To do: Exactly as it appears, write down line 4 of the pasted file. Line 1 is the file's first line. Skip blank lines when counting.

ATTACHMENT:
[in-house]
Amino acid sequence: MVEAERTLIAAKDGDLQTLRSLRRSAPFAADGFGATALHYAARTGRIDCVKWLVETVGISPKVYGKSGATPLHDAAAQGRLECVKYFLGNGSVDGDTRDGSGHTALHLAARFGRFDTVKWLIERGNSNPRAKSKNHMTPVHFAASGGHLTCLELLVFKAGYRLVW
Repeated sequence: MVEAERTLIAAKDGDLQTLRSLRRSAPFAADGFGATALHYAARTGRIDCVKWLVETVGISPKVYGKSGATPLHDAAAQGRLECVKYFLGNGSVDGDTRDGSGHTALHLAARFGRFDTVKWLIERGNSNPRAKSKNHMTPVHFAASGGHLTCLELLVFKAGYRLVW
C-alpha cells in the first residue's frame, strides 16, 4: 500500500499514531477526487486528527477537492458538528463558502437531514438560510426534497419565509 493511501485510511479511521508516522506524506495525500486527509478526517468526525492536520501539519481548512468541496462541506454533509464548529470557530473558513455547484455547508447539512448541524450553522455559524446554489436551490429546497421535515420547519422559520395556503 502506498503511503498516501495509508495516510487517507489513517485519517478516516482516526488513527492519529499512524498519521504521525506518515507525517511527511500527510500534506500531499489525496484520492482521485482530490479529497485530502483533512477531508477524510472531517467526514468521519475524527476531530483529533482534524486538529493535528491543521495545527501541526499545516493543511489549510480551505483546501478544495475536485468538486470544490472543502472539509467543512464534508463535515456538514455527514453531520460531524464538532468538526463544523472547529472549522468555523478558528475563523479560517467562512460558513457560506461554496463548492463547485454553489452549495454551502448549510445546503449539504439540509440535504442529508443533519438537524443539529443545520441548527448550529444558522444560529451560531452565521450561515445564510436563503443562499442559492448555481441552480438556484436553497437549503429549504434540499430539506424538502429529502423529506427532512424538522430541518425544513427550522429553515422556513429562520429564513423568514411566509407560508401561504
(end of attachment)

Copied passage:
C-alpha cells in the first residue's frame, strides 16, 4: 500500500499514531477526487486528527477537492458538528463558502437531514438560510426534497419565509 493511501485510511479511521508516522506524506495525500486527509478526517468526525492536520501539519481548512468541496462541506454533509464548529470557530473558513455547484455547508447539512448541524450553522455559524446554489436551490429546497421535515420547519422559520395556503 502506498503511503498516501495509508495516510487517507489513517485519517478516516482516526488513527492519529499512524498519521504521525506518515507525517511527511500527510500534506500531499489525496484520492482521485482530490479529497485530502483533512477531508477524510472531517467526514468521519475524527476531530483529533482534524486538529493535528491543521495545527501541526499545516493543511489549510480551505483546501478544495475536485468538486470544490472543502472539509467543512464534508463535515456538514455527514453531520460531524464538532468538526463544523472547529472549522468555523478558528475563523479560517467562512460558513457560506461554496463548492463547485454553489452549495454551502448549510445546503449539504439540509440535504442529508443533519438537524443539529443545520441548527448550529444558522444560529451560531452565521450561515445564510436563503443562499442559492448555481441552480438556484436553497437549503429549504434540499430539506424538502429529502423529506427532512424538522430541518425544513427550522429553515422556513429562520429564513423568514411566509407560508401561504